A new poll finds an increasing number of Indians are dissatisfied with their country's direction - as India grapples with slowing economic growth and rising inflation.
The survey conducted by the U.S.-based Pew Research Center
found that just 38 percent of respondents are satisfied with India's direction, down from 51 percent a year ago. Pew said Monday that survey finding marked one of the greatest declines in satisfaction among the 17 nations surveyed in 2011 and 2012.
Rise of Pessimism in India
Pew says the falling satisfaction among Indians polled is coupled with widespread concern about the economy, with roughly eight in 10 Indians citing unemployment and rising prices as "very big" problems.
Only about 49 percent of survey respondents say India's economy is in good shape, a seven percent drop from last year.
India's economic growth slowed to 5.3 percent in the first quarter of 2012 - the lowest point in nine years.
In its report, Pew says "the economic euphoria in India over the last few years, inspired by the country's seemingly inevitable march toward double-digit growth, has soured and is now faring worse than in China and Brazil."
Pew says the face-to-face survey of more than 4,000 people in India was conducted between March and April of this year.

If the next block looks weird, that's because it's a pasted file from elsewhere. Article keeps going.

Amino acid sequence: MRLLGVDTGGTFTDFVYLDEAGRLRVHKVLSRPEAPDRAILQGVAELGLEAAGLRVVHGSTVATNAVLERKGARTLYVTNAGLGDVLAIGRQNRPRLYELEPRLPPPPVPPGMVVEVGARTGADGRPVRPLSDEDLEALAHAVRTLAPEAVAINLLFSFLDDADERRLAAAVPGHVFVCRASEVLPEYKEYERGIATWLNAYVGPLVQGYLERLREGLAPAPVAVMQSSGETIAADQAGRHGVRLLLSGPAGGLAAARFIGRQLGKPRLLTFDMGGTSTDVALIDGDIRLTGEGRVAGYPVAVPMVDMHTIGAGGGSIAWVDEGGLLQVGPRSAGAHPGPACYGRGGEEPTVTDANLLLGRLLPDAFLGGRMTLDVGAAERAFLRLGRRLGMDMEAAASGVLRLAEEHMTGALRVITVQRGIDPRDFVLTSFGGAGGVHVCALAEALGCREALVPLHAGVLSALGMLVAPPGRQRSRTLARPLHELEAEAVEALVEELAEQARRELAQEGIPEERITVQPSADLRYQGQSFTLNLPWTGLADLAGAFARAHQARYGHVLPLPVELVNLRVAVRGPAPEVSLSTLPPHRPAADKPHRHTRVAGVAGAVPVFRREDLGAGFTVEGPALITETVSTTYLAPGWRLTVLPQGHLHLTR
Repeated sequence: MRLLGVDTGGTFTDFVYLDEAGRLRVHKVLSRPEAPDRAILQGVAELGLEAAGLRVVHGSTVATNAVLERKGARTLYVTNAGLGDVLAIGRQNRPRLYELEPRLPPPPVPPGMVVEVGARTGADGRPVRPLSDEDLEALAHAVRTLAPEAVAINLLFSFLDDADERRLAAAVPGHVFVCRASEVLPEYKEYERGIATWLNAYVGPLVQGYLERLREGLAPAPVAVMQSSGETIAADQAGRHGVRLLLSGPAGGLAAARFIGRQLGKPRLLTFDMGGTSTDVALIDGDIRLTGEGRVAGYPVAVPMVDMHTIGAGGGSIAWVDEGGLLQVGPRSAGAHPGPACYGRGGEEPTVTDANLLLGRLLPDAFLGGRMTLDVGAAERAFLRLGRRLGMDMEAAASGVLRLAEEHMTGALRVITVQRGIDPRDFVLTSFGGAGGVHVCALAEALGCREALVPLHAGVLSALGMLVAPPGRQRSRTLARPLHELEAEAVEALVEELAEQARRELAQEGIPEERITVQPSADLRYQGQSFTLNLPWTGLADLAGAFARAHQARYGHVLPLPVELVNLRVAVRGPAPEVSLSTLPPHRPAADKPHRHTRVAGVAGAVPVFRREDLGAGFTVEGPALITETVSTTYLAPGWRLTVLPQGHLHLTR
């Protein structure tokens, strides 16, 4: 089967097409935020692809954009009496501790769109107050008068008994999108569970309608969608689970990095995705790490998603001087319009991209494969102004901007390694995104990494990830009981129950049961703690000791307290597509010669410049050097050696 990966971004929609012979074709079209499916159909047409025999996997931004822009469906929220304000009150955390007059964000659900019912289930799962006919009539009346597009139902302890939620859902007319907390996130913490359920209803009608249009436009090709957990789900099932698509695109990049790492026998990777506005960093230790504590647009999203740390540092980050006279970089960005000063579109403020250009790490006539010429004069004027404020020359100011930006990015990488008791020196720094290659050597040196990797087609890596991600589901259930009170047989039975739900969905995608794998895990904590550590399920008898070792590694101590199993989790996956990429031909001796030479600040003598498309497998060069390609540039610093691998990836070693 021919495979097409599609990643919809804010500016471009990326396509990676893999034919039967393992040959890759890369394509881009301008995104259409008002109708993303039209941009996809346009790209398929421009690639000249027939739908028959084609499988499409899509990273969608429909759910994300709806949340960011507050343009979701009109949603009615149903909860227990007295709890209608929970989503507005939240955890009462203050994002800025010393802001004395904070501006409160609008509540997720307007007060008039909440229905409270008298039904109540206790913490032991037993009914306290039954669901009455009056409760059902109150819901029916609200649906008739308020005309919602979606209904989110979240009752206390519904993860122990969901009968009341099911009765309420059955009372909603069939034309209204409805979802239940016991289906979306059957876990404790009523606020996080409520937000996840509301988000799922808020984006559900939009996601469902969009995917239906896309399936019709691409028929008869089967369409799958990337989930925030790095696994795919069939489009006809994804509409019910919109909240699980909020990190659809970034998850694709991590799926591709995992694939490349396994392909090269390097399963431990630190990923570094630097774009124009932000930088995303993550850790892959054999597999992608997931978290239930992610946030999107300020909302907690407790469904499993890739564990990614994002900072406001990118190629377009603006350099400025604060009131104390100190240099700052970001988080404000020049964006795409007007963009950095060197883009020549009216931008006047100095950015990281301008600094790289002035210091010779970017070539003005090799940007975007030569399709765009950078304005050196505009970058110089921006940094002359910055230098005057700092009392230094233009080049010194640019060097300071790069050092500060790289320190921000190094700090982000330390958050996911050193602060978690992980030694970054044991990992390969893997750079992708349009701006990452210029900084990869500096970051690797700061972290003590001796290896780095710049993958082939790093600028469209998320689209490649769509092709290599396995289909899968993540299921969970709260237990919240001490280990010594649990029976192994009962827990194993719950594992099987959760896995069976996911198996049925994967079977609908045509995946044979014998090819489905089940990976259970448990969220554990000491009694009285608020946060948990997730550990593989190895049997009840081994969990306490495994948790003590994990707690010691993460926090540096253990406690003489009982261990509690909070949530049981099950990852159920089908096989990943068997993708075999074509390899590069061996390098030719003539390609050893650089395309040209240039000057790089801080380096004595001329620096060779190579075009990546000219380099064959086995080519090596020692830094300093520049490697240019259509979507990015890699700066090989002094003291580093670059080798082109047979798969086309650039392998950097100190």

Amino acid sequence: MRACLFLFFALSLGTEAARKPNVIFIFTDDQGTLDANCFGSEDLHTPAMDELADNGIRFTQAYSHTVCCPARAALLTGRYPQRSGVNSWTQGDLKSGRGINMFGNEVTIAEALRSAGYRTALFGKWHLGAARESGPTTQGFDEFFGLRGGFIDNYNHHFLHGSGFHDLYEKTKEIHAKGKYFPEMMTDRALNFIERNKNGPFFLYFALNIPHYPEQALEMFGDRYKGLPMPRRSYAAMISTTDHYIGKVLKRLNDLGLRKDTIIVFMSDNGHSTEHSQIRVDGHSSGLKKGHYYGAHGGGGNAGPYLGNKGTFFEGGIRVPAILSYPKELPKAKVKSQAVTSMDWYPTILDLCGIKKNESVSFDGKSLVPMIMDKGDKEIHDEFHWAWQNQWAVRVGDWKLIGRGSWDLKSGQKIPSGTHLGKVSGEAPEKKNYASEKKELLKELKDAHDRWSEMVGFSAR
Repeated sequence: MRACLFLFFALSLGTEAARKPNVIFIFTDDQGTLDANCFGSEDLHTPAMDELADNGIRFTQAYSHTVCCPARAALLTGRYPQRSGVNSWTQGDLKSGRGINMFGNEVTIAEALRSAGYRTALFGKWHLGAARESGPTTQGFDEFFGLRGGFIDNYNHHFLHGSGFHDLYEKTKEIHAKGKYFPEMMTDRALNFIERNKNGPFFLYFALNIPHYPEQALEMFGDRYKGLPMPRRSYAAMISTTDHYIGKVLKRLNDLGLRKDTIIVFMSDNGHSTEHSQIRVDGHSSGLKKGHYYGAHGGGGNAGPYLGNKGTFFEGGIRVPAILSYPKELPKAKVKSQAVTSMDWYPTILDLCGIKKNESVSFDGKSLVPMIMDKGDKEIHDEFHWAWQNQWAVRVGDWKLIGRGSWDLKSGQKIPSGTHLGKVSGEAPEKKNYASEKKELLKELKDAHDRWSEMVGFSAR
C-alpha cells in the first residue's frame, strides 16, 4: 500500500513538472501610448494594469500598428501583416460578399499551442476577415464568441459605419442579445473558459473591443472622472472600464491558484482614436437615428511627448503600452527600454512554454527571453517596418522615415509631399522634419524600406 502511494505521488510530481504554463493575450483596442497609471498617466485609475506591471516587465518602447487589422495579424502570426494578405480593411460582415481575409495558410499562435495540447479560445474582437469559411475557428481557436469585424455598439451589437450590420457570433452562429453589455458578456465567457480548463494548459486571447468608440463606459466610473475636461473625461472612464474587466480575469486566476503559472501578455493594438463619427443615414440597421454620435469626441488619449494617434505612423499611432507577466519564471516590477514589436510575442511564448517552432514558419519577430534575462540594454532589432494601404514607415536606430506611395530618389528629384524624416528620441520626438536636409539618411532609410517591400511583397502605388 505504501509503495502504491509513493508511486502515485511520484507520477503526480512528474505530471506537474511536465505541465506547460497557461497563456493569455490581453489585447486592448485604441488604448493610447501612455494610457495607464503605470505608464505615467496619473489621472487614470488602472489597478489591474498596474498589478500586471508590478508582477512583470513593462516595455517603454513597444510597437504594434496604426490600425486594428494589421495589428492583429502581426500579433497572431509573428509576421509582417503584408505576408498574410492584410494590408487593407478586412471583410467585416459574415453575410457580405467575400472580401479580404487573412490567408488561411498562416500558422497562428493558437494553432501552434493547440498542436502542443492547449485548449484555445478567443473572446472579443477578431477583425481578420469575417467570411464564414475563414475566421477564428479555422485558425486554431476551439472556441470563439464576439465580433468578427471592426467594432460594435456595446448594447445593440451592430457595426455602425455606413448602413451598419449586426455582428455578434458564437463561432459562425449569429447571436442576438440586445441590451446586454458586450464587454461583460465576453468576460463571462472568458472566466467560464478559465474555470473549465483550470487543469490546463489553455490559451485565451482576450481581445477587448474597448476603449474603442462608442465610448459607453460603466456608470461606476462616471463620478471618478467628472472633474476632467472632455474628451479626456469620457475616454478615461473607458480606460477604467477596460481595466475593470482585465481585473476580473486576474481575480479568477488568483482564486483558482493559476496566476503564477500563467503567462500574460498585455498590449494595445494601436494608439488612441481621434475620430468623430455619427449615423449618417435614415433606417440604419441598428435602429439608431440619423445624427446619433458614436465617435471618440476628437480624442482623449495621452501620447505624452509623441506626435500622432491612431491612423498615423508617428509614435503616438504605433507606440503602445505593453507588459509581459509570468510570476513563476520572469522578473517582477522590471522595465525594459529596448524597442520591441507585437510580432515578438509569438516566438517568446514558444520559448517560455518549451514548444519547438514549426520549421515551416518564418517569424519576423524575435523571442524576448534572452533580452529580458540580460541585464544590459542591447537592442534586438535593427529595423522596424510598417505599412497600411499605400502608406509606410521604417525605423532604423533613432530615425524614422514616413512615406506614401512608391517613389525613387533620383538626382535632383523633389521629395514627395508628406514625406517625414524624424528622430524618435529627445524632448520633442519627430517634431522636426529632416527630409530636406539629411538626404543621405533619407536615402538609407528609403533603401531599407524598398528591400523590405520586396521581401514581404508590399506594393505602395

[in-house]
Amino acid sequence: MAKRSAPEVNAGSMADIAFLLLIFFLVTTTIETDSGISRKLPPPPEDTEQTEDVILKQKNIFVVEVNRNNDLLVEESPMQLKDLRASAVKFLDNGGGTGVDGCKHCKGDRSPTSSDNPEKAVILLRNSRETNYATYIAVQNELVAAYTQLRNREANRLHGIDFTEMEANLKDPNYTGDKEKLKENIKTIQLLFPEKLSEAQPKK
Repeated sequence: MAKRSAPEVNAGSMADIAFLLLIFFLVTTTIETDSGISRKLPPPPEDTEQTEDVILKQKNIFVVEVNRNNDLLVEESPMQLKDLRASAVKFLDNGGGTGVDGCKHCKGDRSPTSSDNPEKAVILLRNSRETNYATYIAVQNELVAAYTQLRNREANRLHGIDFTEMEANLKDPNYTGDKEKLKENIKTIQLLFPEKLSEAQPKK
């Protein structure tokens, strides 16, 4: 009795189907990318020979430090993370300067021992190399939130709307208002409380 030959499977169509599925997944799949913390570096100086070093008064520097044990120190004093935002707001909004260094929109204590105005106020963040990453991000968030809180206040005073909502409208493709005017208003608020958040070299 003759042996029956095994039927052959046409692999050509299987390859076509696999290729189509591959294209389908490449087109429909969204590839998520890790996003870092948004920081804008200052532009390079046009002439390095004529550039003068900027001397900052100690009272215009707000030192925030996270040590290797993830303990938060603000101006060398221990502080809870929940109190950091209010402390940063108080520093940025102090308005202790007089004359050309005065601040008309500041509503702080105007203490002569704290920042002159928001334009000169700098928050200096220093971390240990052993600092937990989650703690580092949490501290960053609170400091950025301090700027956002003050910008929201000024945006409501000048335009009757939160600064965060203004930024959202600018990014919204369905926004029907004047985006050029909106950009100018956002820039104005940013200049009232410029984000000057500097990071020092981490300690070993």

The poll found that wealthier Indians are more optimistic about the economy's future and are more likely than lower-income Indians (by 13 points) to say they are better off than they were five years ago.
When questioned about India's longtime rival, just 13 percent of those surveyed say they have a positive view of Pakistan. But seven in 10 Indians think it is important to improve relations, including through resolution of the Kashmir dispute (77 percent), increased trade (64 percent) and further negotiations (58 percent).
Only a third of urban Indians surveyed have a favorable view of China, and half think China's growing economy is bad for India.
Pew found that a majority of urban Indians - about 58 percent - have a favorable view of the United States. Seven in 10 city-dwellers say they were following the U.S. presidential election closely and want President Barack Obama to be re-elected.